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Makerere’s new VC should avoid past mistakes

By Mwambutsya Ndebesa

Focus should be on harnessing right leadership attributes and resolving structural problems

As we congratulate and welcome the brand new Vice Chancellor of Makerere University, Prof. John Ddumba Sentamu, we need to reflect on why almost all successive vice chancellors have had a not so successful administrative career at the university.  This is in spite of these professors having been men (no woman so far!) of distinguished academic achievements.

This university leadership crisis is not limited to Makerere but is common to other public universities such a Kyambogo, Gulu and Makerere Business School – Nakawa.  The crisis of university leadership is also in private universities such as Kampala International, Mutesa I Royal, Islamic and Nkumba universities.  There are many factors responsible for the leadership crisis at these universities that has resulted in students and staff strikes thus compromising the quality of university education in Uganda.  These factors can be reduced to two – individual weaknesses of VCs and then the structural environment in which the VCs operate.

The problem of individual weaknesses is a problem of selection criteria.  When selecting and choosing leaders in Uganda, we tend to put more emphasis on intellectual or cognitive intelligence at the expense of emotional or interpersonal intelligence.  One may have high intellectual but low emotional intelligence.

Intellectual or cognitive intelligence is about one’s ability and competences to understand facts, reason logically, analyse facts, and solve complex problems alone.  In other words a person with high intellectual abilities is effective while working alone. Individuals with intellectual intelligence but lacking emotional intelligence tend to fail to manage their emotions as well as those under their leadership and they are poor listeners. They are also normally insensitive to others’ feelings.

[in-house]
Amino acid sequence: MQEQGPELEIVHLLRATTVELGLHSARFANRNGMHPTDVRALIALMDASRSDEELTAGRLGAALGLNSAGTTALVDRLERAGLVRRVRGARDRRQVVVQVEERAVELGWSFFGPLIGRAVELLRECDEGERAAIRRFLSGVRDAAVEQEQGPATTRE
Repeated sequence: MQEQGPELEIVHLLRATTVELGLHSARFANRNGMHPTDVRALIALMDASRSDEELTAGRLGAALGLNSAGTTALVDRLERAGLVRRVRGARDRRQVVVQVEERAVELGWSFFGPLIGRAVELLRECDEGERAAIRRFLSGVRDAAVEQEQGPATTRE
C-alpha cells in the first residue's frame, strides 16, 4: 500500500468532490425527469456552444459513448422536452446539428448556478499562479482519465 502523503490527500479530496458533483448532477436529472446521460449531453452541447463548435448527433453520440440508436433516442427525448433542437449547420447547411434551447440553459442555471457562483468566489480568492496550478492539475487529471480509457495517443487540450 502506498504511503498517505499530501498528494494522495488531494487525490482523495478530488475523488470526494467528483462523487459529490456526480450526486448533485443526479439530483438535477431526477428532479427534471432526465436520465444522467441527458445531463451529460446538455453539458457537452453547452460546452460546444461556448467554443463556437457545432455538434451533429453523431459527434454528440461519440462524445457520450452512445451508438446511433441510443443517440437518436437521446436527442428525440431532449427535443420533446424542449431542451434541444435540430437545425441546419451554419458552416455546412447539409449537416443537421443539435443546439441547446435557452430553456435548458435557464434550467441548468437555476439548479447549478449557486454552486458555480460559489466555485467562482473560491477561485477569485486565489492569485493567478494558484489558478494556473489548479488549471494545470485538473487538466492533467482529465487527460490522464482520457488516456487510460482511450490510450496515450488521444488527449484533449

On the other hand a person with high emotional intelligence has abilities to understand his emotions and those of others.  He has people skills so to say.  An emotional intelligent person has interpersonal skills and as such can understand others’ feelings and motivations and has ability to cooperate.  Such a person is also aware of his strengths and weaknesses and can control his emotions. The individual endowed with emotional intelligence has abilities of self-management as well as relational management. This individual normally steps back when confronted with a challenge. Some people say such a person reacts rationally but not naturally.  In other words the difference between the two is that a person with high IQ knows facts and that one of high EI understands people.